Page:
Today I watched my boys playing together in the backyard, running their cars over stumps and brick walls, chatting fluidly with each other. I felt complete satisfaction and happiness over who they are, right now. And I can only assume God feels the same about us. 

So we come to him, just as we are. We meet him, open-palmed and asking. Because beneath all our imperfect words and deeds and trying, his mercy and love will be what rises.

And that, my friends, is enough.


  1. This comment has been removed by the author.

  2. Thank you for pointing me to Him. I am struck by the infinite power of really digging deep to truly "practice" my beliefs and convictions in a meaningful, practical way. It changes everything. Often, more than changing what I'm doing, I just need to change the way I'm doing it. That requires purifying my heart, focusing my intentions, and remembering that the burdens of life don't have to be mine to carry alone. If I am yoked with my Savior in all things, then the burdens are already ours to share. I just have to submit and allow Him to work with and in me.

    (I sent you a personal e-mail "introducing" myself and thanking you for your blog. I figure now I should just start commenting every once in a while!)

    1. Melanie - Funny enough, I began an email to you several nights ago because I've been meaning to respond to you for weeks and weeks now. I will finish it up tomorrow. Your words were a huge lift to me. They were beautiful. This is such a wonderful insight: "I just have to submit and allow Him to work with and in me." I think other readers will benefit from your comments. Love to you.

  3. Oh this post is so timely for me. Thank you. My husband is traveling a great deal. We gather around the computer for Facetime each night and the children tell him about their day, we say family prayers and that is their only interaction with their dad. This schedule means that I need to be mom and dad for my kidlets right now and I'm sorely feeling the "not enough"--even less enough than normal, because DH is gone. There are issues with each child as they act out in their own non verbal protests of his absence and I struggle to seek the best answers. I am so often at a complete loss.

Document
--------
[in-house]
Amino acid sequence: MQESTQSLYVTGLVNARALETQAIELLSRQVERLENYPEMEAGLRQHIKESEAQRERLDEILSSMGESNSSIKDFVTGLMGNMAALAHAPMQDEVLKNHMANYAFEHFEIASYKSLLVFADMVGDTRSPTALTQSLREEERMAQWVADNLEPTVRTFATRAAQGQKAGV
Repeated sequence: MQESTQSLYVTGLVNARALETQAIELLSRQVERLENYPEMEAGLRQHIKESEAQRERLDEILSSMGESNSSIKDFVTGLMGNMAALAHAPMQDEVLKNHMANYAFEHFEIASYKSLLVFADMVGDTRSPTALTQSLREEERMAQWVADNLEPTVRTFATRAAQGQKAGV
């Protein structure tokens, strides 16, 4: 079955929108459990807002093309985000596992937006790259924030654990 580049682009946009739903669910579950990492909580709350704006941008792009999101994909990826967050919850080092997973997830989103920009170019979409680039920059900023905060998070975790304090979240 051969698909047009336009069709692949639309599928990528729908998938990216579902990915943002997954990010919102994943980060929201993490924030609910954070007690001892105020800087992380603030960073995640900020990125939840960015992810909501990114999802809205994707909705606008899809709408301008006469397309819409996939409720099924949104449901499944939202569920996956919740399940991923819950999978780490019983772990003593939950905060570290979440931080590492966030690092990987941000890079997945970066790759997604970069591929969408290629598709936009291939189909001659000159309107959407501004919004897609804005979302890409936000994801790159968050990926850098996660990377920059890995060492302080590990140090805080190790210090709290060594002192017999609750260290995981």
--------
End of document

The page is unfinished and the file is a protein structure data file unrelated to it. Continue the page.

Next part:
And then I had a heart to heart with my sobbing 13yo daughter tonight who has made some poor choices in an effort to convey the illusion of perfection (perfect grades, perfect choir performances, perfect church leadership, perfect school leadership) even when she was having multiple migraines and clearly unable to be perfect any longer. She's a good kid and is bracing herself to deal with the poor choice and move on. We talked about not being perfect and that being okay. She gets her migraines from me; she gets her desire to appear on top of it all (all the while drowning) from me.

    I didn't realize until today that we had moved on to the second phase of this subject in my parenting--not only must I diligently access the enabling powers of the Atonement for myself, but I must vocally share those efforts and teach my children what I am doing, so they can follow. It is a strange threshold to cross from where our children need to believe we are safe and invincible: the strong protectors from all the monsters of the night, to where our children need to know that we are human: struggling and trying, failing and frail, seeking out divine and mortal help at each turn.

    "So we come to him, just as we are." I love that simple powerful line. That is all we can do, all we should do, all we must do.

    1. Angie - Wow. You elevated this topic to an entirely new level. How to transfer this understanding to our children. No doubt your darling teenage daughter is blessed to have you as her mother. She might get her migraines from you, and her desire to appear in control (who doesn't have this?) but she is also getting from you a marvelous tutoring in the real challenges of mortality and the power/divine strength that is available to her. I feel for you, with your husband gone so much. I know how it is to go the long stretch, day after day, without your spouse to spell you and share the load. It is not easy, at all. But we do what is required. Prayers for you as you negotiate each day. I trust God will inspire you as needed and strengthen you each time you ask. Thanks for your wonderful comment. Blessings my friend.